Flexible flue liners may not be appropriate for large non-lined chimneys without specialist advice. Masonry flue liners for use in existing chimneys should be installed in accordance with their manufacturer’s instructions. Appropriate components should be selected to form the flue without cutting and to keep joints to a minimum. Bends and offsets should only be formed with factory made components. Liners should be placed with the sockets or rebates ends uppermost to contain moisture and other condensates in the flue.

The space between the lining and the surrounding masonry may be filled with a weak insulating mix (see sub-section 2.5.3) unless the manufacturer’s instructions specify the contrary.

1.5 Warning of the release of carbon monoxide in dwellings

1.5.1 Carbon monoxide:

To ensure proper combustion and removal of the products of combustion a heat producing appliance should be correctly installed and regularly serviced. The provision of an alarm in accordance with the guidance below should not be regarded as a substitute for this.

1.5.2 Carbon monoxide alarms

Where a new or replacement open-flued or flueless combustion appliance, not designed solely for cooking purposes, is installed in a dwelling, a carbon monoxide (CO) alarm should be provided:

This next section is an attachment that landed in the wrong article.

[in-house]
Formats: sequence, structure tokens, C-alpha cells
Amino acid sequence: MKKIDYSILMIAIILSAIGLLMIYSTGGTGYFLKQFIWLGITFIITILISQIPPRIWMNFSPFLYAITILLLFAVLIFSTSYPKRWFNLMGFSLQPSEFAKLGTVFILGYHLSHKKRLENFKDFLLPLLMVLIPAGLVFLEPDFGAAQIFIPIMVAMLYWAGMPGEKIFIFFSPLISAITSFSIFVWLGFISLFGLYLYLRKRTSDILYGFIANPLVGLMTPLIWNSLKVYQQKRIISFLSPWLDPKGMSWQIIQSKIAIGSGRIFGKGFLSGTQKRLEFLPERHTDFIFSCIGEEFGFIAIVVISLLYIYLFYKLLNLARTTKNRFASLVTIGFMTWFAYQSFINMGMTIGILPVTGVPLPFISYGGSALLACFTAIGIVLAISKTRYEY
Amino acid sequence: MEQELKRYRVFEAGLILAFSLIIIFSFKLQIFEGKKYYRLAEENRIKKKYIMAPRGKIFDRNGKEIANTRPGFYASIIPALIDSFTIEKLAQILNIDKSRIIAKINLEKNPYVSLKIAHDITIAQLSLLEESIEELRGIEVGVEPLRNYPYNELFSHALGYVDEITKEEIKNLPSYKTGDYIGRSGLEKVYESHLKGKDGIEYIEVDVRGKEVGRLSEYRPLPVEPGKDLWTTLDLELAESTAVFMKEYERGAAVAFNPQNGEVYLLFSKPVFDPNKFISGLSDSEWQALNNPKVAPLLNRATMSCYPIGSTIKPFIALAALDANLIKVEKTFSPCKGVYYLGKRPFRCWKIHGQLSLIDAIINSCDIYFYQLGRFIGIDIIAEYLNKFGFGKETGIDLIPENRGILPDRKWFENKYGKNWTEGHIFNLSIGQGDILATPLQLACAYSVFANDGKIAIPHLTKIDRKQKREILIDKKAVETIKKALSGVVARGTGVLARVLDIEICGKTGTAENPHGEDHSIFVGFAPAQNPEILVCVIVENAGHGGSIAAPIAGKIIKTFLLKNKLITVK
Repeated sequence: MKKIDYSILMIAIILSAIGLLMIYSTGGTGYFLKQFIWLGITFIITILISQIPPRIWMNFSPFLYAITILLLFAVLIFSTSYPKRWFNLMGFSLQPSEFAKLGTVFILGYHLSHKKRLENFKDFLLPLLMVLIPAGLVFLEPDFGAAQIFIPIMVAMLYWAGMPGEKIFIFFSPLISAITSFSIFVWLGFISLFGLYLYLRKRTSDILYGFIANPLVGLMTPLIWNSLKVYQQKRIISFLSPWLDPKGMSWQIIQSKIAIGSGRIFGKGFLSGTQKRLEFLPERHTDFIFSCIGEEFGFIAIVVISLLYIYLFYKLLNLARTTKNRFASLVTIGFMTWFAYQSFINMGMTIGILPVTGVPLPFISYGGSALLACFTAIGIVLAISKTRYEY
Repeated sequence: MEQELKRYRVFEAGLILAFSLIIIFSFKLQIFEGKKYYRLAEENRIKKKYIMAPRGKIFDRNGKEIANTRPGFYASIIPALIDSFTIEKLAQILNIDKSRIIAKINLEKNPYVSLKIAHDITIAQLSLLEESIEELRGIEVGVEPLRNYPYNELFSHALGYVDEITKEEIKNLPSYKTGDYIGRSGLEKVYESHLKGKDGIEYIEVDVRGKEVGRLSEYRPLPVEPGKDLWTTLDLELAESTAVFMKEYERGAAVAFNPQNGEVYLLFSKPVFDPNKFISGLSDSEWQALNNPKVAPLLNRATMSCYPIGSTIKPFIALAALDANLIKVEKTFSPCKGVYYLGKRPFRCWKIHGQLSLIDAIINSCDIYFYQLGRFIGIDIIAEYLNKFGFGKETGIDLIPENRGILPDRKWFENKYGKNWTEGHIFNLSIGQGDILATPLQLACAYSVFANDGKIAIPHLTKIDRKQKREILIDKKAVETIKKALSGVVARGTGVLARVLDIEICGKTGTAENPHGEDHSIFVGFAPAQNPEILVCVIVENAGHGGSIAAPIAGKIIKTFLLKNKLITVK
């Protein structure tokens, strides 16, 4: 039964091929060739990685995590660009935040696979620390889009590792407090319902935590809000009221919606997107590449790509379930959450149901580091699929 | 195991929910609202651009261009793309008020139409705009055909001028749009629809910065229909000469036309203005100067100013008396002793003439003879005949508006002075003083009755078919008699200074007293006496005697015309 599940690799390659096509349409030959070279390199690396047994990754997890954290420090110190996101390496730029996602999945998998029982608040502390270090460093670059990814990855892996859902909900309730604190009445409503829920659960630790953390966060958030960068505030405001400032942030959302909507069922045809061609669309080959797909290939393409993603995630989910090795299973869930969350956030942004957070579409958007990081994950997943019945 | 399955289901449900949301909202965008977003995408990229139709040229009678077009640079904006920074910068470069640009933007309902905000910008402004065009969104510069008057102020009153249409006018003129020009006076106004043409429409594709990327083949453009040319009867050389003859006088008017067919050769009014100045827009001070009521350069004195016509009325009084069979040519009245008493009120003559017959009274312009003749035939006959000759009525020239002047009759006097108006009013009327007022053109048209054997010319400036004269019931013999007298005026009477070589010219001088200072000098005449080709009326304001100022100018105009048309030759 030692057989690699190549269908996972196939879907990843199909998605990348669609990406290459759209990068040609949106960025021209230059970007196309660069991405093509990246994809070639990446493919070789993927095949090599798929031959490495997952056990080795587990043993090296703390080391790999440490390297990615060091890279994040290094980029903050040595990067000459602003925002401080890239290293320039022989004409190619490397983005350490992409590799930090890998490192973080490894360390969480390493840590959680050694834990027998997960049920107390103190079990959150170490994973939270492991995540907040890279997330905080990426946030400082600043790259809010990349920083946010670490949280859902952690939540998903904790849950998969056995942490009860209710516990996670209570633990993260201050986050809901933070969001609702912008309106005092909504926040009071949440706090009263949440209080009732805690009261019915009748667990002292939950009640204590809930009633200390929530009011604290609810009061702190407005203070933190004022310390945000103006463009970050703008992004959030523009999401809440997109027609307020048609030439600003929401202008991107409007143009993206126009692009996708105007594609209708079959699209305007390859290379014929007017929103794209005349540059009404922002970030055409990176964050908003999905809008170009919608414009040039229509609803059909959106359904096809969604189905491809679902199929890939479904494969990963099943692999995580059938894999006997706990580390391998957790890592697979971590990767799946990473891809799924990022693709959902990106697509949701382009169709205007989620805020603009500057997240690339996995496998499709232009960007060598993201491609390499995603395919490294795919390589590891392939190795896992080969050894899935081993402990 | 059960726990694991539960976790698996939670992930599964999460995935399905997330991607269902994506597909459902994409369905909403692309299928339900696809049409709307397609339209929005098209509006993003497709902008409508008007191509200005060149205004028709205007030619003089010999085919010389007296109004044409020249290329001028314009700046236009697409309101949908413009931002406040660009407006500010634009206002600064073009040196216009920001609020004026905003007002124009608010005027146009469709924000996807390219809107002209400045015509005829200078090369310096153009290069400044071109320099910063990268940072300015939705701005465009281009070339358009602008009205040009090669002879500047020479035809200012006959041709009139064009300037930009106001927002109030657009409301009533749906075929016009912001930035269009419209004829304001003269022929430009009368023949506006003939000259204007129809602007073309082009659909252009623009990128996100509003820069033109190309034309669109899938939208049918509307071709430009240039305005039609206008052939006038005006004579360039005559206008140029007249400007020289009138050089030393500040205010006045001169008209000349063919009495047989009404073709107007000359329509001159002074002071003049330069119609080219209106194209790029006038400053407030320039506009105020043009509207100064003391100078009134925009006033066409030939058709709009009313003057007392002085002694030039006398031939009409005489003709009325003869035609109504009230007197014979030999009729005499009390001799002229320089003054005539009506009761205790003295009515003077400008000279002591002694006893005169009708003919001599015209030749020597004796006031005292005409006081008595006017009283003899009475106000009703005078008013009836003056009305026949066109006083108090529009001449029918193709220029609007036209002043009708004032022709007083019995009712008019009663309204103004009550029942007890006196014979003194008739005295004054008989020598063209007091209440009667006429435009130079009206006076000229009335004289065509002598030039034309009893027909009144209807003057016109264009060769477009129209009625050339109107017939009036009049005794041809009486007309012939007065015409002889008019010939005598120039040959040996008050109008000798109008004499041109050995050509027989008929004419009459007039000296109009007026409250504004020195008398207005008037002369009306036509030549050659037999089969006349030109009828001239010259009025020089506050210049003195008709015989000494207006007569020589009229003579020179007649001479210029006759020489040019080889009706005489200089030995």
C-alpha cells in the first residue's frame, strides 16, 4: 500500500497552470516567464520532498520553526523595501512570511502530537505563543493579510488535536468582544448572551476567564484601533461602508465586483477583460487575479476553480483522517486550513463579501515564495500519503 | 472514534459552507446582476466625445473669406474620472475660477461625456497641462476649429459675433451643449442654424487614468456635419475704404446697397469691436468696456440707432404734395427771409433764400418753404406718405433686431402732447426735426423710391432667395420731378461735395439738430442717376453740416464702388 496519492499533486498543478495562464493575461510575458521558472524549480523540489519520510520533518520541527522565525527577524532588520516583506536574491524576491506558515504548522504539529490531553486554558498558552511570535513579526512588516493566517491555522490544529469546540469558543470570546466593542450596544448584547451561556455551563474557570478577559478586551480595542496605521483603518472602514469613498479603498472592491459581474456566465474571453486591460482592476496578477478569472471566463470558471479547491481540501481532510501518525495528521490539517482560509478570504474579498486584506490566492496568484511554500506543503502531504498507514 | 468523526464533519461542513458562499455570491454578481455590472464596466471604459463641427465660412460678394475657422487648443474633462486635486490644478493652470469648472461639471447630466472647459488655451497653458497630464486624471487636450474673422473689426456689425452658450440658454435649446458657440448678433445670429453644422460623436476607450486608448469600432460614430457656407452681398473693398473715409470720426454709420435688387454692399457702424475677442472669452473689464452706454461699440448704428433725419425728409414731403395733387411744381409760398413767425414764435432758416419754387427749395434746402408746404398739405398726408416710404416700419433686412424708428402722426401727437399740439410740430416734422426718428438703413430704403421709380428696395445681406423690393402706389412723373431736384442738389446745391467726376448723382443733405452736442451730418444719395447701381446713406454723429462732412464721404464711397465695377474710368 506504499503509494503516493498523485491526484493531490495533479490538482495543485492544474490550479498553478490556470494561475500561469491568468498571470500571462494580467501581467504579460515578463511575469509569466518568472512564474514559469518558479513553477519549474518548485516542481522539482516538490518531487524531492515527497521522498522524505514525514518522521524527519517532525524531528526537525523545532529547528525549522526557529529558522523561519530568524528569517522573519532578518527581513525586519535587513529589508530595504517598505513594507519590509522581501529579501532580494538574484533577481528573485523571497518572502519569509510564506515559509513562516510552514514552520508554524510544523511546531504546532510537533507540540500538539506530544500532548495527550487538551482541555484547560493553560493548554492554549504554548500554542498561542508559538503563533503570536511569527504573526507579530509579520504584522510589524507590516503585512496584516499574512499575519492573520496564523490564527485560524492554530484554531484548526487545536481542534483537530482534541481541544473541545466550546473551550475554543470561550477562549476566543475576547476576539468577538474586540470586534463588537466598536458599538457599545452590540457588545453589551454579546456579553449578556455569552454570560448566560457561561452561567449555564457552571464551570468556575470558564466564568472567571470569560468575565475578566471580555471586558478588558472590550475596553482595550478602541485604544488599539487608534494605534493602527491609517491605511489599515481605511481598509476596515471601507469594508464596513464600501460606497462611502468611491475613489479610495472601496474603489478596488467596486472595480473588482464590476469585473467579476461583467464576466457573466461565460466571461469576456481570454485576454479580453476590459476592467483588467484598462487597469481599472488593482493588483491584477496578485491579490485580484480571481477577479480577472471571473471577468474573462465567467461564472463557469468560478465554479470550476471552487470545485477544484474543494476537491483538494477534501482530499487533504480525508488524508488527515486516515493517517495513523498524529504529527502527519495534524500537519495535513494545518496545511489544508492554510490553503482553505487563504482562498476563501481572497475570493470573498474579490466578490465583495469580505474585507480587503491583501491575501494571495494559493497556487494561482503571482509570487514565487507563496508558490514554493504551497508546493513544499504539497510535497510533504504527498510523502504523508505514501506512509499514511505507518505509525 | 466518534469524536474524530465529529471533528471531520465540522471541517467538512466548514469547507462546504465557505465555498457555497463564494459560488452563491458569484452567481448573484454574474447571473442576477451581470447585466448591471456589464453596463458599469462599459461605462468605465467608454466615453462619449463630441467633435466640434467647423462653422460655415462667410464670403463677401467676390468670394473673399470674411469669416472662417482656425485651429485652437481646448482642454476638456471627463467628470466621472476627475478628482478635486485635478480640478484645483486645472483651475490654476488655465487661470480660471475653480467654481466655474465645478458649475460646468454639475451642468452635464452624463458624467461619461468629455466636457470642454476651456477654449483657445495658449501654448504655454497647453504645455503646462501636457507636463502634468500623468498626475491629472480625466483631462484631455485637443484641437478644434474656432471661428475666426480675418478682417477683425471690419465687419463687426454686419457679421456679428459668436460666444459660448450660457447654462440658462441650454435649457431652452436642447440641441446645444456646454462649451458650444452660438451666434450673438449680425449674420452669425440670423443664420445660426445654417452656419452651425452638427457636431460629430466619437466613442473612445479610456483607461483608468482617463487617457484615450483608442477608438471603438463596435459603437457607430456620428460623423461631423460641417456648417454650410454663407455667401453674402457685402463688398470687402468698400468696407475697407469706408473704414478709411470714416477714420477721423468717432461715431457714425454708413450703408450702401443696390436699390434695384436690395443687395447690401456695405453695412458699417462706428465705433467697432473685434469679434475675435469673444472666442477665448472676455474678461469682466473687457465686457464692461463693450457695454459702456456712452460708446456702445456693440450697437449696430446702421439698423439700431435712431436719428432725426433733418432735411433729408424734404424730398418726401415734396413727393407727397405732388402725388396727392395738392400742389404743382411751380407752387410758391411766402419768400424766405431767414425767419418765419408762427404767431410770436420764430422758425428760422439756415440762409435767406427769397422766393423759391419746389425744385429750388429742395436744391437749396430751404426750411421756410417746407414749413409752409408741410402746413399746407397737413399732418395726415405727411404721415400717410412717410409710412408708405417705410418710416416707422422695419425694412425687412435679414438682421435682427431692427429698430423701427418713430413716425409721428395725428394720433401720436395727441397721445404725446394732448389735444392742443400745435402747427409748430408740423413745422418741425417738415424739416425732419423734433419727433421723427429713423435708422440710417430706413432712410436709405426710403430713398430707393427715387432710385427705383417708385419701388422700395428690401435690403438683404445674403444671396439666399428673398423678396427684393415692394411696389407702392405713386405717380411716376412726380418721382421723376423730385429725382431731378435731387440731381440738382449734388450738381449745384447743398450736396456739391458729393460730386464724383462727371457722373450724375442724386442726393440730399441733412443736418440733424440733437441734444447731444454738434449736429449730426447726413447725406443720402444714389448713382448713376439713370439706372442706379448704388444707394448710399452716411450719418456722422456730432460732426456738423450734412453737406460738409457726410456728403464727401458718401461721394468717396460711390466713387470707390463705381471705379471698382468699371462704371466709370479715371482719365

(a) in the room where the appliance is located, and

(b) either inside each bedroom or, within 5 m (16 ft.) of the bedroom door, measured along the path of the corridor. Where a system chimney is being used, with any heat producing appliance and the flue passes within or over a habitable room, (whether encased or not), then a CO alarm should be fitted in the room. Alarm type

A carbon monoxide alarm depends on a sensing element the output of which changes in the presence of carbon monoxide. It has a limited life span and may become obsolete even though the electric circuitry remains functioning which is why an end of life alarm is required.

Carbon monoxide alarms should:

(a) comply with I.S. EN 50291- 1:2010/A1:2012; and

(b) incorporate a visual and audible indicator to alert users when the working life of the alarm is due to pass; and

(c) the manufacturer should have third party certification confirming compliance with the standard.